Disney Plus rebounded in the second calendar quarter of the year, reeling in 12.4 million net new subscribers to stand at 116 million worldwide as of July 3 — beating analyst targets.
Wall Street analysts on average had forecast Disney Plus subscribers coming in at 112.8 million for the period.
The results come after Disney missed expectations for Disney Plus net adds for the first three months of the year, after it boomed in 2020 amid pandemic lockdowns. That prompted analysts to lower Disney Plus sub estimates for the most recent period.
The July 3 quarter, Disney’s fiscal Q3 2021, was the first period to fully reflect Disney Plus’ price hikes earlier this spring. In the U.S., the streaming package went up one dollar, to $7.99/month, as of March 26.
Overall, Disney beat the Street on the top and bottom lines, with total revenue up 45% on the growth of streaming and the reopening of its theme parks.
The subscriber figures for the Mouse House’s flagship streamer include customers of Disney Plus Hotstar, which is available in India, Indonesia, Malaysia and Thailand. The bulk of Disney Plus’ gains in the most recent quarter came from Hotstar, which now accounts for just under 40% of the 116 million total, CFO Christine McCarthy told analysts on the earnings call.
The company noted that Disney Plus Hotstar average monthly revenue per paid subscriber is significantly lower than for Disney Plus in other markets. Indeed, Disney Plus’ average revenue per sub per month continued to fall, dropping 10% year over year to $4.16 as of July 3, 2021.
Also on the earnings call, CEO Bob Chapek said Disney Plus’ launch in eastern Europe was getting pushed from late 2021 to summer of 2022, primarily to account for a broader market rollout that includes parts of the Middle East and Africa.
Disney’s Direct-to-Consumer revenue for the quarter jumped 57%, to $4.3 billion, and the segment cut its operating loss in half, to $293 million (versus $624 million a year earlier). The DTC group’s decrease in operating loss was due to subscription and ad revenue growth at Hulu — which McCarthy revealed on the earnings call had swung to a profit for the first time in the quarter. If the Hulu ad team had more inventory “I think they could sell it,” she said, calling out a “significant” ramp-up in dynamic ad-insertion for Hulu + Live TV.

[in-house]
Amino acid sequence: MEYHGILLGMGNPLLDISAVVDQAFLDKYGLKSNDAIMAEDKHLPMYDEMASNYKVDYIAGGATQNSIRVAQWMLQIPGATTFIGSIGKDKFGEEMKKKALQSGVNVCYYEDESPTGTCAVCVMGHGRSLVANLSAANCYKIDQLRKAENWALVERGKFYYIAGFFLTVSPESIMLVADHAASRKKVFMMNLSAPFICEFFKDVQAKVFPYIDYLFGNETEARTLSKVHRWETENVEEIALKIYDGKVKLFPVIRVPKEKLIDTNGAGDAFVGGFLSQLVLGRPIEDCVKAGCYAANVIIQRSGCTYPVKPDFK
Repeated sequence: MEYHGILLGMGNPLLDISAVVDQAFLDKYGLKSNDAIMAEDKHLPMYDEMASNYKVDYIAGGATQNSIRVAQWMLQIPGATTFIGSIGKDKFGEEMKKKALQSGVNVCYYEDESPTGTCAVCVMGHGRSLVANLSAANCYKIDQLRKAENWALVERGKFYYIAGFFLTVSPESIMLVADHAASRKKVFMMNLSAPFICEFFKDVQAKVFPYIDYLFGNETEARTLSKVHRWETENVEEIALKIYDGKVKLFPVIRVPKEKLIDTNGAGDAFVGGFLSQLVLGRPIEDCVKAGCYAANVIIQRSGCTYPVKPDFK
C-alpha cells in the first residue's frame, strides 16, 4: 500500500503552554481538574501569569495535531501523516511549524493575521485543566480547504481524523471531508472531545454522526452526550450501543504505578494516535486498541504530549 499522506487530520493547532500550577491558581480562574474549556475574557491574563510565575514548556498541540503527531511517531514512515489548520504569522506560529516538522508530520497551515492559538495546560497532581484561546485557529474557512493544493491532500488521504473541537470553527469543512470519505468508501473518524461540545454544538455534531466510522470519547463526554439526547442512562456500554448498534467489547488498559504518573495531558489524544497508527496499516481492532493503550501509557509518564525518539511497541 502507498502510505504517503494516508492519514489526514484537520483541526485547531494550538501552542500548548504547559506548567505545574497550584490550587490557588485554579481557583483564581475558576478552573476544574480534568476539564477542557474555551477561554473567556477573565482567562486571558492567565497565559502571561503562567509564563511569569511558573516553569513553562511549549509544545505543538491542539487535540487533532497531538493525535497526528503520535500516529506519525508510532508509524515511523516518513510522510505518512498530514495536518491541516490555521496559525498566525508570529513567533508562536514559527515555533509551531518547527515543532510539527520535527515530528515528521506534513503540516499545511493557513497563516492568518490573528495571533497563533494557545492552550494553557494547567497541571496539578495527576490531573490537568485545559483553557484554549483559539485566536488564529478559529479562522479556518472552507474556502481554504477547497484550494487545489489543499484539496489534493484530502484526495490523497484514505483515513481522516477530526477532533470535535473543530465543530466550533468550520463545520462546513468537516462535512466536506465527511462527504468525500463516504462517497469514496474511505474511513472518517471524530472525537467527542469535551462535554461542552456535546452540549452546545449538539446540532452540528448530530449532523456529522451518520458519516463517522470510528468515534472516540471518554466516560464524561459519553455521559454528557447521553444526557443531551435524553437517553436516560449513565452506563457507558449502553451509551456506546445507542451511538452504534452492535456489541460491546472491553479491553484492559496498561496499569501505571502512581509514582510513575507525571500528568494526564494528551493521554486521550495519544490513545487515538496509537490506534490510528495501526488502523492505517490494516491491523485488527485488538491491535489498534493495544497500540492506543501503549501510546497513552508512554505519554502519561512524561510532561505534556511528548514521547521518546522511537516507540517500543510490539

Disney Plus recorded a bigger loss in the quarter, which the company attributed to higher costs for content, marketing and technology costs, partially offset by higher subscription revenue and early-access VOD revenue for “Cruella.”
While Disney Plus subscriber doubled year-over-year, the company’s two U.S.-only services also posted gains: Hulu subs grew 22%, to 42.8 million, and ESPN Plus 75% to 14.9 million. The trio of streamers had 173.7 million total customers at the end of the quarter, versus 101.5 million in the year-ago period. (The overall figures tally subscribers on price-reduced bundles for each service included in the bundle.)
As the pandemic recovery has stretched into 2021, Disney has continued to use Disney Plus as an outlet for premium VOD sales of certain big movie releases, including “Cruella,” “Black Widow” and “Disney’s Jungle Cruise.” In its opening weekend (July 9-11), “Black Widow” earned $60 million on Disney Plus worldwide, according to Disney, in addition to the $158 million it pulled in at the global box office — the first time Disney broke out early-access VOD revenue. But the release on streaming prompted a lawsuit from star Scarlett Johansson, who accused Disney of shortchanging her by not releasing “Black Widow” with an exclusive theatrical window.
In its 10-Q SEC filing, Disney disclosed that the NHL on Aug. 3 opted to sell its 10% interest in BAMTech — the streaming technology division that powers Disney Plus, ESPN Plus and other services — for $350 million. When the deal closes (expected next month), Disney will own 85% of BAMTech while Major League Baseball will retain a 15% stake. MLB, which sold the majority interest in BAMTech to Disney for about $2.6 billion, has the right to sell its stake to Disney starting in September 2022.
Disney Plus, first launched in November 2019, is the streaming home for movies and TV shows from Disney, Pixar, Marvel, Star Wars and National Geographic. The service’s lineup also includes “The Simpsons” and a slate of originals like Marvel’s “Loki,” Disney-Pixar’s “Luca,” Star Wars-set series “The Mandalorian,” the animated “Star Wars: The Bad Batch,” a TV adaptation of “Turner & Hooch” and “What If?,” the first Marvel Cinematic Universe animated series. In certain countries outside the U.S., Disney Plus also includes Star, the media conglomerate’s new general-entertainment content brand.
(Pictured above: Tom Hiddleston and Sophia Di Martino in “Loki”)